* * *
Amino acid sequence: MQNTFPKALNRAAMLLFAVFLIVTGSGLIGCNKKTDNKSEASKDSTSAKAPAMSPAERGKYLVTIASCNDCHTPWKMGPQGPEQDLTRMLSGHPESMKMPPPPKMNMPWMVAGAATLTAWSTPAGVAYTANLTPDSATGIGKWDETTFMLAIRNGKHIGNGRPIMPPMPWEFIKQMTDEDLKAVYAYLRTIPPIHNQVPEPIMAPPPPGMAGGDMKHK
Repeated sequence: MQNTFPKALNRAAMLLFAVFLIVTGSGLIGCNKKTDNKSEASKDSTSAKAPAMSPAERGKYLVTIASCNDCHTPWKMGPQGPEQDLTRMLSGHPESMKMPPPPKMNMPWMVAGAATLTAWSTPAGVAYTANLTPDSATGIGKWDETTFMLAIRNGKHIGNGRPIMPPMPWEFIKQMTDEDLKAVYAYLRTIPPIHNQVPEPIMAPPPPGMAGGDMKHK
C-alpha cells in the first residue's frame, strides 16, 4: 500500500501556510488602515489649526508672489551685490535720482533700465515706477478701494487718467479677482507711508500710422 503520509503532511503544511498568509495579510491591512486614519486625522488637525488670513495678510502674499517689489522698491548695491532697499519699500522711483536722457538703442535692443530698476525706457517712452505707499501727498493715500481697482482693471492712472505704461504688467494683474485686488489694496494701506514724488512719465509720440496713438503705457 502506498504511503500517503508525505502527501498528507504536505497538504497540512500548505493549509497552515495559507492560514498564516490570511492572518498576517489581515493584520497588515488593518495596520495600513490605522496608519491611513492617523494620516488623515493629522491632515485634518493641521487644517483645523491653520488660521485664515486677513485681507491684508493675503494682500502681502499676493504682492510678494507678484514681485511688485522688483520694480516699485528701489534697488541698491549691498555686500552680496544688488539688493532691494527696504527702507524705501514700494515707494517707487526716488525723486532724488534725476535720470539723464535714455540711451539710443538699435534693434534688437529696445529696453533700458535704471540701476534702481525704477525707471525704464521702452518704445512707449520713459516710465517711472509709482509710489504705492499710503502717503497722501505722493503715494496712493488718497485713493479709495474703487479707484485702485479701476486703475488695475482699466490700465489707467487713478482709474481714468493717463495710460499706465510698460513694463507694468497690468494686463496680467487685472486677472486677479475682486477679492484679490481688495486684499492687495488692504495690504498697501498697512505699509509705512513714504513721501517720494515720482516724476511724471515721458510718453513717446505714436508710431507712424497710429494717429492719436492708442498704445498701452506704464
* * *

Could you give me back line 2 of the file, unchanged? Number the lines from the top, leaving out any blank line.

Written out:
Repeated sequence: MQNTFPKALNRAAMLLFAVFLIVTGSGLIGCNKKTDNKSEASKDSTSAKAPAMSPAERGKYLVTIASCNDCHTPWKMGPQGPEQDLTRMLSGHPESMKMPPPPKMNMPWMVAGAATLTAWSTPAGVAYTANLTPDSATGIGKWDETTFMLAIRNGKHIGNGRPIMPPMPWEFIKQMTDEDLKAVYAYLRTIPPIHNQVPEPIMAPPPPGMAGGDMKHK